Earlier this week, the National Black Police Association delivered a special conference in partnership with the Stephen Lawrence Day Foundation, the National Police Chiefs' Council (NPCC), College of Policing, and the University of East London.
The event was both educational and poignant, and offered a chance to remember Stephen Lawrence and continue his legacy through policing.
NPCC Chair Chief Constable Gavin Stephens spoke at length about Stephen's legacy, and stated that although policing has made changes in the past 30 years, they have not been fast enough and have not gone far enough.
As the newly elected Chair of the National Police Chiefs’ Council, I believe it is my duty to lead the Police Race Action Plan as the Senior Responsible Officer.
My role as Chair is key to increasing the trust and confidence of members of the Black community.
On a personal level, I am determined to do what is right – not what is easy – but what is right.
When you join the police service you swear an oath of allegiance to support the vulnerable, to target those committing crime and to try and bring them to justice. And I am committed to doing just that, so we’re not having these same conversations in another 30 years.
There have been numerous catalysts that have demanded change in the relationship between the police and Black communities and 30 years on from Stephen’s racist murder policing needs to show humility - progress has neither been quick enough nor done enough to tackle the systemic issues that reappear time and again.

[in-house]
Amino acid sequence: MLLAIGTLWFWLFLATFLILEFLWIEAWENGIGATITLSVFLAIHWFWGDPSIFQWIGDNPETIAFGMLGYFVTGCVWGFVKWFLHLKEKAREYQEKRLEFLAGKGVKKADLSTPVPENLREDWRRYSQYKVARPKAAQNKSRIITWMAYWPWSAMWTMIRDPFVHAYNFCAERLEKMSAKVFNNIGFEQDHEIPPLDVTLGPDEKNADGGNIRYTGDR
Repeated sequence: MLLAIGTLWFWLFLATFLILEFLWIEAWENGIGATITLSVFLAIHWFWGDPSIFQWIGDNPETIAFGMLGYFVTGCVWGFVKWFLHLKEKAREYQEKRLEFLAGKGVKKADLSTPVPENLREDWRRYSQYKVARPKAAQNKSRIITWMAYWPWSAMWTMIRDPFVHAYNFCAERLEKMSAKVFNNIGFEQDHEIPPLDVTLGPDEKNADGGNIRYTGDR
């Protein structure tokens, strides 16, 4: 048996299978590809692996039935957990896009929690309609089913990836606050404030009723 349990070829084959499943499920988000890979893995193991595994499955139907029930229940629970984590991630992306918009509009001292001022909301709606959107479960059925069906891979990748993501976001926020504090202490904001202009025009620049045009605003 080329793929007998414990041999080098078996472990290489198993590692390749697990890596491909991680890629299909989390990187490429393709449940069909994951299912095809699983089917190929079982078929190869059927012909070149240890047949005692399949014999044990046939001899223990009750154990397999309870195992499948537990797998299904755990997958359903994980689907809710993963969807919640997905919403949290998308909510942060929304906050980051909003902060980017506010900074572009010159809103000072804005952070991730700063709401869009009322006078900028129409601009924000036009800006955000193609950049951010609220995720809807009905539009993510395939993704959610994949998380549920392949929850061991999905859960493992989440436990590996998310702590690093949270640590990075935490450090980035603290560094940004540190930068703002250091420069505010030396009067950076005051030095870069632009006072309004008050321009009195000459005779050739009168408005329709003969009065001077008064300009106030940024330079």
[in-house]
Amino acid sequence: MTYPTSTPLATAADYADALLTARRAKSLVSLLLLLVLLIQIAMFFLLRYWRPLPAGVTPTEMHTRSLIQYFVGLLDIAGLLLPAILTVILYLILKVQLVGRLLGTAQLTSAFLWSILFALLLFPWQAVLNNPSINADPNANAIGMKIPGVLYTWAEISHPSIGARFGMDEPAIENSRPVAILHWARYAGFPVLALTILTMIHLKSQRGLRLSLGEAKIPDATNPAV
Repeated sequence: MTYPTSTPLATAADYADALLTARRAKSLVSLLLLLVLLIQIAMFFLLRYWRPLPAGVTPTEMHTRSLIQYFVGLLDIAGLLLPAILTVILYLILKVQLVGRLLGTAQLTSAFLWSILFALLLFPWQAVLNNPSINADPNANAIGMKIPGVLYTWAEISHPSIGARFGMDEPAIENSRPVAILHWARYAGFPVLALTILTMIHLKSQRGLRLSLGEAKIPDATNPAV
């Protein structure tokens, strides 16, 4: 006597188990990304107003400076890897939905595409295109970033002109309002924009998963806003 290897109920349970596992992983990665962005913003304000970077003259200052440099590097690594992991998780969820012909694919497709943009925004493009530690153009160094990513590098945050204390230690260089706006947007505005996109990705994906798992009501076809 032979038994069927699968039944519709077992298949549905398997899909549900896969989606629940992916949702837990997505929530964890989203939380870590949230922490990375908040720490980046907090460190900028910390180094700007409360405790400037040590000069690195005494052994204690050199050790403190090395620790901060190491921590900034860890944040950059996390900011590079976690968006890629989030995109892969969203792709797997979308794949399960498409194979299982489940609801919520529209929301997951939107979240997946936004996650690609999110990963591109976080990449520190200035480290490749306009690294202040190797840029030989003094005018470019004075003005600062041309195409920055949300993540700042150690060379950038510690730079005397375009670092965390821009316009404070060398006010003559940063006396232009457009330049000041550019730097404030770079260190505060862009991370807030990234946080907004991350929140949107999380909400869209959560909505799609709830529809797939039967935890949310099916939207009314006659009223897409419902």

I recognise those frustrations and am standing here today to reaffirm the unanimous commitment to change by the chief constables of forces in England and Wales, including the British Transport Police.
This Police Race Action Plan’s core purpose will resonate with police officers, staff and volunteers.
We will improve the service to people within Black communities.
We will also improve our targeting of those who prey on the vulnerable, and we seek to increase confidence in policing as a result. To deliver this plan, we will provide evidence of systemic change that is linked to tangible outcomes. I welcome the public scrutiny of this progress and recognise that the improvements delivered so far are as a direct result of working alongside many other organisations and community groups. This includes an Independent Oversight and Scrutiny Board (ISOB) that is unique in policing. Policing has always sought to deliver on its Public Sector Equality Duty.
Since the Plan was published in May 2022, the NPCC and College of Policing have continued to work with stakeholders to refine the activities set out in the plan, so they have clear timeframes for delivery and are best placed to improve outcomes for Black people.
During this time, we have also invited members of the public, individual police officers and staff, and representatives from policing and race equity organisations to share their thoughts on the Plan, as well as the Independent Scrutiny and Oversight Board led by Barrister Abimbola Johnson.
We have reshaped some of the actions based on this feedback, but we have more work to do before we publish the second iteration of the Plan to ensure we get this right.
This plan is far more than mere compliance. I am determined that together, we will create an environment that demonstrates zero tolerance to racism.